HC Deb 23 July 1891 vol 356 cc208-10

Considered in Committee.

(In the Committee.)

Clause 6.

Motion made, and Question proposed, "That the Clause stand part of the Bill."

(12.37.) MR. SEXTON (Belfast, W.)

Perhaps the right hon. and learned Gentleman the Attorney General for Ireland will say what he thinks of this and the subsequent clauses.


said that his objection to the principle of the Bill was limited to the clause dealing with the Church surplus.

Question put, and agreed to.

Clause 7 agreed to.

Clause 8.

Motion made, and Question proposed, "That the Clause stand part of the Bill."


This is a very important clause. The whole structure of the Labourers' Acts since 1883 has been erected on the basis of voluntary action on the part of the Boards of Guardians. I am very far from saying that Boards of Guardians have always justified the confidence placed in them by law; but I do not think clauses of this kind should be allowed to pass in silence under this clause; the Inspectors of the Department will become the controllers of the rates of the Unions. Of course, if the Attorney-General for Ireland says that inquiries which the Irish Government have made hare convinced them it is requisite that the powers of the Boards of Guardians should be superseded to this extent, and that the voluntary action on the part of the Board should be supplemented by compulsory action on the part of the Government Department, I am not disposed to offer any opposition, but I think the measure is a strong one.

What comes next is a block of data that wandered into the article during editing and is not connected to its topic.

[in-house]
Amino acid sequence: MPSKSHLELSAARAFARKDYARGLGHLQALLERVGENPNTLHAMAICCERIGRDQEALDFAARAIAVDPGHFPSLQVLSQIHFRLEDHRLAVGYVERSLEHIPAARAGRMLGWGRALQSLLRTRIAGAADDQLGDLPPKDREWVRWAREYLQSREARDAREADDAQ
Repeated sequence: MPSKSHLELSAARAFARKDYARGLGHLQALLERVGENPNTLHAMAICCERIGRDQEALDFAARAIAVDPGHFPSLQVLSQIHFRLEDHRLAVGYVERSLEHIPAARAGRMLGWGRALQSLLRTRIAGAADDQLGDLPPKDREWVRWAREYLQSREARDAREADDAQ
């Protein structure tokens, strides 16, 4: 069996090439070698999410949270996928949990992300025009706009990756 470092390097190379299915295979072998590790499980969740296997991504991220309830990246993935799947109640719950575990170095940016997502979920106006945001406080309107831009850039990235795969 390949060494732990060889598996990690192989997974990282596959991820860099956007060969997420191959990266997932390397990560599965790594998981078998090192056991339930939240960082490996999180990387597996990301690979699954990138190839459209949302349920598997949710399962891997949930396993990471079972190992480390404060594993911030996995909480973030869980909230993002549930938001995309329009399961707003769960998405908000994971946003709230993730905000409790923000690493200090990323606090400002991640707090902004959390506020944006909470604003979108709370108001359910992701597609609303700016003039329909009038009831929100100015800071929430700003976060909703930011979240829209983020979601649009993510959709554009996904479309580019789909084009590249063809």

MR. MACARTNEY (Antrim, S.)

This clause is taken from the Public Health (Ireland) Act. The power will be exercised by the Central Authority when the Local Authority do not use the power vested in them. I may say that there is now in the North of Ireland considerable irritation caused by the refusal of the Guardians to act. There is every safeguard. The Inspectors are first to be satisfied, and it is not likely they will take a very violent view in opposition to the Guardians, and the Local Government Board are to be satisfied that there is reasonable ground for overriding the action of the Board of Guardians. I do not suppose that the compulsory powers will be frequently used; but the Guardians, feeling there is this power behind them, will be more inclined to consider representations favourably. The effect will be that of which there has been experience in the working of the Allotments Act in England, where compulsory power has not been used, but the fact of its existence has induced voluntary action. I admit the clause is drastic, but I think it is justified by the precedent in the Public Health Act.


No doubt it is a somewhat drastic clause, and I think there is one respect in which it requires alteration. I was about to propose an Amendment—


The question has been put "That the Clause stand part of the Bill."


On the Report stage I will propose to change the word "shall" for "may." That, I think, will remove the objection. The Local Government Board will not be bound by the mere fact of the Inspector having reported to take action, but may do so where they really think there is default.

Question put, and agreed to.


I had intended to propose a clause providing a method for applying the money, but as we are not to have the money this is useless.

Clause 9 omitted.

Bill reported; as amended, to be considered on Monday.